At the TRAI open house, the fixed-line companies made it clear that all additional costs in installing the technology would be passed on to the consumer. Since these costs would be distributed across users, even those who do not plan to call mobile numbers may end up paying for the technology.
Another important issue is educating consumers about the complicated billing procedures. Some of these issues are to highly price-sensitive markets such as India.
Fixed-line costs in India are already high despite the steep decline in technology costs because of the bloated public sector companies that dominate the market.
Rampant corruption and poor customer services has people terrified about the misuse of their phones and this worry takes precedence over access to better technology and convenience.
A majority of individual users of fixed-line phones have disabled their long-distance services to avoid misuse, and all others use dynamic locking facilities to prevent abuse. So great is the fear that many consumers only used public call centres to make long-distance calls in order to keep a control on talk time and cost.
Clearly if a CPP system is introduced, local calls to mobile numbers will be as expensive as long-distance ones depending on call duration, and there is bound to be a demand for dynamic locking facility to block calls from fixed lines to cellphones.
The problem is not restricted to homes; a majority of offices in India have tight checks on the use of long-distance facilities in order to prevent abuse. Traders even install physical locks on their instruments to prevent misuse of local calls.
For several years I worked at one of India's largest and richest newspaper groups. Telephone connectivity is the lifeline of a newspaper organisation. Yet, except for senior journalists and editors, all others needed written permission to make a long-distance call to check a news report.
As for cellphones -- they are only provided to the senior staff and their bills too are carefully controlled.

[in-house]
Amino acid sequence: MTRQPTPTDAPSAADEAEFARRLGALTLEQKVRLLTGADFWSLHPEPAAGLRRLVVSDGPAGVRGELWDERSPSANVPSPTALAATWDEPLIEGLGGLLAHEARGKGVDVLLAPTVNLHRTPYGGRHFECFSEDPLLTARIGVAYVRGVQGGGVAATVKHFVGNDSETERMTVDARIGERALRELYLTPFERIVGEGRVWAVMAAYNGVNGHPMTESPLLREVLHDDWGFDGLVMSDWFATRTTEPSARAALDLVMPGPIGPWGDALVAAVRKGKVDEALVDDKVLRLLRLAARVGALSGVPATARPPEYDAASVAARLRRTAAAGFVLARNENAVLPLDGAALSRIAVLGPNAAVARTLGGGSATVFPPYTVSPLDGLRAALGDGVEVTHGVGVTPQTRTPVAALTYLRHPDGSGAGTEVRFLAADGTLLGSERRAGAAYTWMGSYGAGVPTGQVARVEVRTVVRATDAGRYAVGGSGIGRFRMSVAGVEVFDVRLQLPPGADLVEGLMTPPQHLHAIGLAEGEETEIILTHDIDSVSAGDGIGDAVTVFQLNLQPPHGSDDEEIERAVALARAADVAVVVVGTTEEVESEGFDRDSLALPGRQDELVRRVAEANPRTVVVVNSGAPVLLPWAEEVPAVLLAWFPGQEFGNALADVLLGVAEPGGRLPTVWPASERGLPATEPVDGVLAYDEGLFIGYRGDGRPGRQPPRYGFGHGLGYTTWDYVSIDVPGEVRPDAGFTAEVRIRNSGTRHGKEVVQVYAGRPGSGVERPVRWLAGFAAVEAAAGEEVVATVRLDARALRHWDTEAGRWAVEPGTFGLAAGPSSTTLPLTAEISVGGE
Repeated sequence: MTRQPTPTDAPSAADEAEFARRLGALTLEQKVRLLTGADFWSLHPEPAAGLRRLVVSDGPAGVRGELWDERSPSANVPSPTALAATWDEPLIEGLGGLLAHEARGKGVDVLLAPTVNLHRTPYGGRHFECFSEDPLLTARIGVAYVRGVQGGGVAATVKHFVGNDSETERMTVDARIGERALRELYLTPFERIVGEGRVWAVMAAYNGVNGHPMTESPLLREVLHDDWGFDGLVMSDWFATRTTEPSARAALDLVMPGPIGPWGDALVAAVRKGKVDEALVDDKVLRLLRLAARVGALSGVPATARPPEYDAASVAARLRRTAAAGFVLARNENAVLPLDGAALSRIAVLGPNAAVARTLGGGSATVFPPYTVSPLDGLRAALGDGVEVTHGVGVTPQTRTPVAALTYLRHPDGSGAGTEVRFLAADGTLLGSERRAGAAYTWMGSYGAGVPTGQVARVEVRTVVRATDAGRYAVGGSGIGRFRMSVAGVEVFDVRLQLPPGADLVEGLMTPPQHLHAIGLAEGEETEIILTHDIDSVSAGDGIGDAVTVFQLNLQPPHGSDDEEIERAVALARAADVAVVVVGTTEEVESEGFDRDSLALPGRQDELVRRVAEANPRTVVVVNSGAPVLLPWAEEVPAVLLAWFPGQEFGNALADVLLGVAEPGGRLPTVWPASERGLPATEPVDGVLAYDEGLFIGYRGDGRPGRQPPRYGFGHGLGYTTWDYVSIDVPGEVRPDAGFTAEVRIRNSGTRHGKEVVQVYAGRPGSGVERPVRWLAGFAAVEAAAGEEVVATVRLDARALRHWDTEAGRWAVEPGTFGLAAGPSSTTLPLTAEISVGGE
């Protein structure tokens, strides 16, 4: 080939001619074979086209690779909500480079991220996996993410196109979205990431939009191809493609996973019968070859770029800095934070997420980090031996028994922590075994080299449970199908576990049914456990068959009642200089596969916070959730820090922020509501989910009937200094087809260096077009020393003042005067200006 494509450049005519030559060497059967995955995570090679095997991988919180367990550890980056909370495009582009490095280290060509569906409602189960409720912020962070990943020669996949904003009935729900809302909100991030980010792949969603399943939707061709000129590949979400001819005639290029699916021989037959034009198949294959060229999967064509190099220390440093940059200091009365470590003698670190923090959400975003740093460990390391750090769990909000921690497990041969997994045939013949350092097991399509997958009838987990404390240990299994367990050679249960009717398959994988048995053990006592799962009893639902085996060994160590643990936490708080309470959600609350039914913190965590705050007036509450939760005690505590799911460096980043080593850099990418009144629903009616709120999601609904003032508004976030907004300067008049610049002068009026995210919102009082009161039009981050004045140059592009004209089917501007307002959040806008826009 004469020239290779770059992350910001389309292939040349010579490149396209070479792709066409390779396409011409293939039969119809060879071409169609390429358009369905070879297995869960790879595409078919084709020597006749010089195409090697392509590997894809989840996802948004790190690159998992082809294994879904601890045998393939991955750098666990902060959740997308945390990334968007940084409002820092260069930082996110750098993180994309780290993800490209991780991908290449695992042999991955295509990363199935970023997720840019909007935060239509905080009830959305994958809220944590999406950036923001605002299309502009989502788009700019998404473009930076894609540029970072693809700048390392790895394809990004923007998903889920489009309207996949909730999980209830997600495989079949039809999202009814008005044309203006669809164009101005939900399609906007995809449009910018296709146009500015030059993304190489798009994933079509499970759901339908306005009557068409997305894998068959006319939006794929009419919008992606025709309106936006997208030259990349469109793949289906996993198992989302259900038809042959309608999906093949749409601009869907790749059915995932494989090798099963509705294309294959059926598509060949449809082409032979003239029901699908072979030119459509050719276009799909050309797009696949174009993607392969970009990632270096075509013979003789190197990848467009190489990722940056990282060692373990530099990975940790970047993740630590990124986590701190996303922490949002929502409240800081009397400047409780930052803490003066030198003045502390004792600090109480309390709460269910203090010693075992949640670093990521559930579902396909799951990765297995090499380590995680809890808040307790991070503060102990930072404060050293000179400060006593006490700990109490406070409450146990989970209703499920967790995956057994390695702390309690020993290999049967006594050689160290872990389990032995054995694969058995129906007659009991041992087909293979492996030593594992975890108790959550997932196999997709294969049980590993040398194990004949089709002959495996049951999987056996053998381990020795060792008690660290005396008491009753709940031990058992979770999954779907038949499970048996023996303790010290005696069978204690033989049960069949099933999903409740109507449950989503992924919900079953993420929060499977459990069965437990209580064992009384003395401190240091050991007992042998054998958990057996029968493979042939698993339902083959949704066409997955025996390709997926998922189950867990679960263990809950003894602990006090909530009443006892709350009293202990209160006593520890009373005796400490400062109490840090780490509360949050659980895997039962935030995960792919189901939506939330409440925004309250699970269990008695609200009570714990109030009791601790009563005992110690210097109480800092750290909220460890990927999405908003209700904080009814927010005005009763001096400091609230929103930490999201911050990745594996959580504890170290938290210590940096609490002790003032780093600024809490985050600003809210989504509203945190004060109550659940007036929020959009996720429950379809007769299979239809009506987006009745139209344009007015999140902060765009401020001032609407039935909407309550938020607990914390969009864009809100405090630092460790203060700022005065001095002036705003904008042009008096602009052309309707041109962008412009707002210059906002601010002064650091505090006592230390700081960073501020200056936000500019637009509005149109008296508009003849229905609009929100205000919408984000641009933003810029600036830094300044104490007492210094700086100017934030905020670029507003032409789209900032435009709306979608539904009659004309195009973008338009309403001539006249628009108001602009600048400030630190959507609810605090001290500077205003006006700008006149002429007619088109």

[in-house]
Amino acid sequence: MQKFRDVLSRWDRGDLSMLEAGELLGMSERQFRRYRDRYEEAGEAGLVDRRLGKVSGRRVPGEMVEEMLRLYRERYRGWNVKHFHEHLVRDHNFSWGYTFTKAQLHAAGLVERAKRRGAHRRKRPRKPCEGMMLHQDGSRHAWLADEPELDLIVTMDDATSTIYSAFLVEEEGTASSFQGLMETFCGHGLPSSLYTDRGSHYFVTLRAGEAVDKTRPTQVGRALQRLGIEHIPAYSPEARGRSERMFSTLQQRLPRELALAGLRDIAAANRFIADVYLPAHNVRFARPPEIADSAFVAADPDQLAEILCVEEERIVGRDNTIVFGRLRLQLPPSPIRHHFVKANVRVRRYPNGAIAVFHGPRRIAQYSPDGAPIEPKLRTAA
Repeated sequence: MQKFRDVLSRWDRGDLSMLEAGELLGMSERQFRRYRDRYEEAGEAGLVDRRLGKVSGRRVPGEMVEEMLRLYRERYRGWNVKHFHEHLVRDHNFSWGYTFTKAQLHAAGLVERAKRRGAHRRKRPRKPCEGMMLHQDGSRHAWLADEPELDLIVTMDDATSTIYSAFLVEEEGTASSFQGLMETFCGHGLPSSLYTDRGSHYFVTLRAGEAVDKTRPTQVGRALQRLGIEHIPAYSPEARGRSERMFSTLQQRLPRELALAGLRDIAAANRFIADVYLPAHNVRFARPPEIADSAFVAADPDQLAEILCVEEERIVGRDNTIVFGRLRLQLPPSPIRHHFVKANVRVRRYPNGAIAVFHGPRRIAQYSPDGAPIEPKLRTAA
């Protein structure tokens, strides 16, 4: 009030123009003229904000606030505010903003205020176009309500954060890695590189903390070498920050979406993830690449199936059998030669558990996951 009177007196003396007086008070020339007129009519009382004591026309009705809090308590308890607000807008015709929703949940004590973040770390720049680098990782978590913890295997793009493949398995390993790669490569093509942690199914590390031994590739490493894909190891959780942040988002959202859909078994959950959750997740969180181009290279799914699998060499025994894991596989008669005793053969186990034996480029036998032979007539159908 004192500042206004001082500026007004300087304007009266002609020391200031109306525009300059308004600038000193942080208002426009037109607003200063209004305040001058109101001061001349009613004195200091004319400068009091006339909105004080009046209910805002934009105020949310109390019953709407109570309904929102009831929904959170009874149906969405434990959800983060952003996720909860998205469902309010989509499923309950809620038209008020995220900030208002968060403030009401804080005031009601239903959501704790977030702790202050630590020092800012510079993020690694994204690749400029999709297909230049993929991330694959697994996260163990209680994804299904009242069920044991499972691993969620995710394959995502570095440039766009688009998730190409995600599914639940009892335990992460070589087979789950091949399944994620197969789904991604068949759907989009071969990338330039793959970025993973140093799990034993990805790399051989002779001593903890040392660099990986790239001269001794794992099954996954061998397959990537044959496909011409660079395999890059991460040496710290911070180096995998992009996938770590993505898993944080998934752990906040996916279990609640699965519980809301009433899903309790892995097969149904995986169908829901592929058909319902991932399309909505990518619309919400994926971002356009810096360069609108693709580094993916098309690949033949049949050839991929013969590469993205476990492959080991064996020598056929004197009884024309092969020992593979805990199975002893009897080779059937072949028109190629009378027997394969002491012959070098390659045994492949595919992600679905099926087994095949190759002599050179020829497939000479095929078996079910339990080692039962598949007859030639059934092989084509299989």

The situation is the same across business and industry. Cellphones may no longer be elitist gizmos around the world, but in India they remain an expensive need-based business utility to most users.
And the market is so price-sensitive and paranoid that CPP may hurt rather than help mobile phone companies.
That brings us to the delicate matter of consumer education and transparency in billing procedures. The billing for mobile phone calls would have to be simplified and a consumer education campaign launched to explain it to people.
Complaint handling is another issue. Basic fixed-line operators are clear that they will not accept responsibility for consumer complaints.
As for private operators, they do not even have a compulsory mandated complaint-handling mechanism with docket number allotted against complaints because of their small customer base and high service standards.
If CPP is still introduced in India, it will be against the wishes of consumers and at an enormous cost to the subscriber. Is it really worth the effort and the expense? Surely TRAI needs to find out before making a decision.
It is also important that users of fixed-line phones as well as cellular services make their voices heard and convey their views to the regulatory authority.
Make your voice heard: Those interested in making their views known to TRAI can write to: Advisor (Mobile Networks) or Advisor (Economic) at [email protected] --- or call them at 91-22-3738708.
TRAI also plans to get regular consumer feedback through a Customer Satisfaction Survey. It has appointed IMRB to conduct the survey on its behalf.
Consumer organisations have asked TRAI to allow telephone subscribers to write directly to those conducting the survey so that their views are recorded.
Disclaimer: Sucheta Dalal is associated with a Bombay-based NGO called the Bombay Telephone Users' Association.